LEGAL NOTE—OCTOBER 2019
CASE: Mission Product Holdings, Inc.v. Tempnology, LLC, 139 S.Ct. 1652 (5/20/2019)
QUESTION: May a trademark licensee continue to use its mark even though the debtor-licensor rejects the subject license agreement in bankruptcy?
ANSWER: Yes. In Mission Product Holdings, Inc. v. Tempnology, LLC, 139 S.Ct.1652 (5/20/2019), the Supreme Court resolved a significant circuit split by holding, in an 8-1 decision, that the debtor's rejection of a trademark license merely constitutes a breach, rather than a termination, and therefore, the licensee may continue to exploit the debtor's trademark despite rejection of the license agreement in the bankruptcy proceeding. Go here for a copy of this case.
FACTS: Tempnology, LLC, manufactured clothing and accessories designed to stay cool while exercising. It marketed its products under the brand name “Coolcore” and used trademarks (e.g., logos and labels) to sell its merchandise. Tempnology entered into a contract with Mission Product Holdings, Inc. (“Mission”) that, inter alia, gave Mission an exclusive license to distribute specified Coolcore products in theUnited States, and a non-exclusive license to use the Coolcare trademark around the world. Before the expiration of the subject contract, Tempnology filed a petition for Chapter 11 bankruptcy and asked the bankruptcy court to allow it to “reject” the licensing agreement and prevent Mission from using the Coolcore trademark. The bankruptcy court ruled in favor of Tempnology, but the Bankruptcy Appellate Panel (“BAP”) for the First Circuit, relying on a Seventh Circuit case, reversed and ruled in favor of Mission. The First Circuit reversed the BAP and reinstated the ruling of the bankruptcy court. The Supreme Court granted certiorari to resolve this split between the First and Seventh Circuits.
DISCUSSION: Bankruptcy Code Section 365(a) provides that a Chapter 11 debtor may assume or reject any executory contract, subject to bankruptcy court approval. A contract is "executory'' when some performance remains due on both sides, such that the non-performance of one parry will result in a breach of that agreement. Section 365(g) states that "the rejection of an executory contract [ ] constitutes a breach of such contract" immediately before the filing date of the bankruptcy. The practical consequences of this rejection are that the debtor is no longer required to perform, and that the non-bankrupt counter party is entitled to a claim for damages; however, as a practical matter, any damages claim can be discharged in bankruptcy, and the counter party may only receive cents-on-the dollar for its damage claim, if anything at all.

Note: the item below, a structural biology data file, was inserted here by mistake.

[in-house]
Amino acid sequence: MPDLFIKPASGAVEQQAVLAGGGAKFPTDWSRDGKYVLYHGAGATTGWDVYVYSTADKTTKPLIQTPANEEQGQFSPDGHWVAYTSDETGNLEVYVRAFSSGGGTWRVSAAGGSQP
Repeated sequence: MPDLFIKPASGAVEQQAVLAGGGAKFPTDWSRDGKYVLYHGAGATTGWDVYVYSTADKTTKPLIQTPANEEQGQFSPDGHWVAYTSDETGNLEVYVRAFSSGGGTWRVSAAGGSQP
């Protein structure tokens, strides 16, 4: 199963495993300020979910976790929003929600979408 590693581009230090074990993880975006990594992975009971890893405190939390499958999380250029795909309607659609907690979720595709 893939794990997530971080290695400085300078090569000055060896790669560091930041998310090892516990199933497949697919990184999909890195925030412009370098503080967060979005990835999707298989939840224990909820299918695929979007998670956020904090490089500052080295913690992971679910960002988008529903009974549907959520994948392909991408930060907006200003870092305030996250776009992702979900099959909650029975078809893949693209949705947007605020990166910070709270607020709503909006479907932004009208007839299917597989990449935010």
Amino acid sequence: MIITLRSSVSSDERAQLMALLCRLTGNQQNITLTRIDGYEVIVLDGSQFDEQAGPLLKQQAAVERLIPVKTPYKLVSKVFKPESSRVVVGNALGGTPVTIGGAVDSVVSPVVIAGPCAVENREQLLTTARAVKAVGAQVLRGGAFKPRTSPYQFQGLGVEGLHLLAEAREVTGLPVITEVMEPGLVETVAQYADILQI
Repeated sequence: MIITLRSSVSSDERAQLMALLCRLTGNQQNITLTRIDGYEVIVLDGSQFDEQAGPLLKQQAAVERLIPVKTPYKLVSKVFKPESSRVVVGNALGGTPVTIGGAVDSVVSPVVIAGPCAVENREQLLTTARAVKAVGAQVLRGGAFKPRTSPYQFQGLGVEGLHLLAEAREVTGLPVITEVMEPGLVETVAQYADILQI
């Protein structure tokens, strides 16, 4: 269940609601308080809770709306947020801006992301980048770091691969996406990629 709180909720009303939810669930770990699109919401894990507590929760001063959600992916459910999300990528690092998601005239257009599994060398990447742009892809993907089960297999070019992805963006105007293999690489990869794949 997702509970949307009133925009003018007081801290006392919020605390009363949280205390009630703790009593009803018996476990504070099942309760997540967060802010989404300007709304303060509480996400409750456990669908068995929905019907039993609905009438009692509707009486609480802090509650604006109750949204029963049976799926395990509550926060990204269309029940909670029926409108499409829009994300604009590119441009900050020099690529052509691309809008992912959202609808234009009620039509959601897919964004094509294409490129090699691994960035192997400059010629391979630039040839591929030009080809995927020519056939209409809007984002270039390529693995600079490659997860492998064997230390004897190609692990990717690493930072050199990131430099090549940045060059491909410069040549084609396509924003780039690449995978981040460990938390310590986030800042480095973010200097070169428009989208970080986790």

What if, however, the non-bankrupt counter party wants to receive the benefits of the rejected contract? Typically, the non-bankrupt party cannot force the debtor cannot to perform following rejection. Section 365(n) provides certain exceptions to this general rule, namely, that a licensee of certain intellectual property can continue to use such intellectual property, provided that it continues to perform its duties according to the license. Trademarks, however, are excluded from the Bankruptcy Code’s definition of "intellectual property”; therefore, lower courts were faced with the immediate issue of whether the licensee can continue to use the debtor's trademark despite the debtor’s rejection of the license?
The Supreme Court in Mission held that rejection of an executory contract operates as a breach giving rise to a prepetition damages claim, but it does not rescind the agreement. In essence, the Court adopted the Seventh Circuit’s reasoning in Sunbeam Products, Inc. v. Chicago Am. Mfg., LLC, 686 F.3d 372 (7th Cir. 2012), and relied upon non-bankruptcy contract law to determine whether a breach should be treated as a termination. As noted by the Court, outside of bankruptcy, the non-breaching party gets to decide whether to continue performing its own obligations under the agreement, and the breaching party (the debtor) cannot terminate the agreement.
Although Mission has clarified the rights of trademark licensees in bankruptcy, it has potentially raised new questions about the effect of rejection in other contexts. The Mission decision is arguably not limited to trademark licenses. The Court discussed general contract principles and the applicability of Section 365(g) to all executory contracts. Mission may therefore raise the question of whether (and to what extent) it has diminished the power of rejection in bankruptcy and made it more difficult for a debtor to shed burdensome obligations. Mission may potentially hinder the ability of some debtors and their creditors to maximize the value of a bankruptcy estate.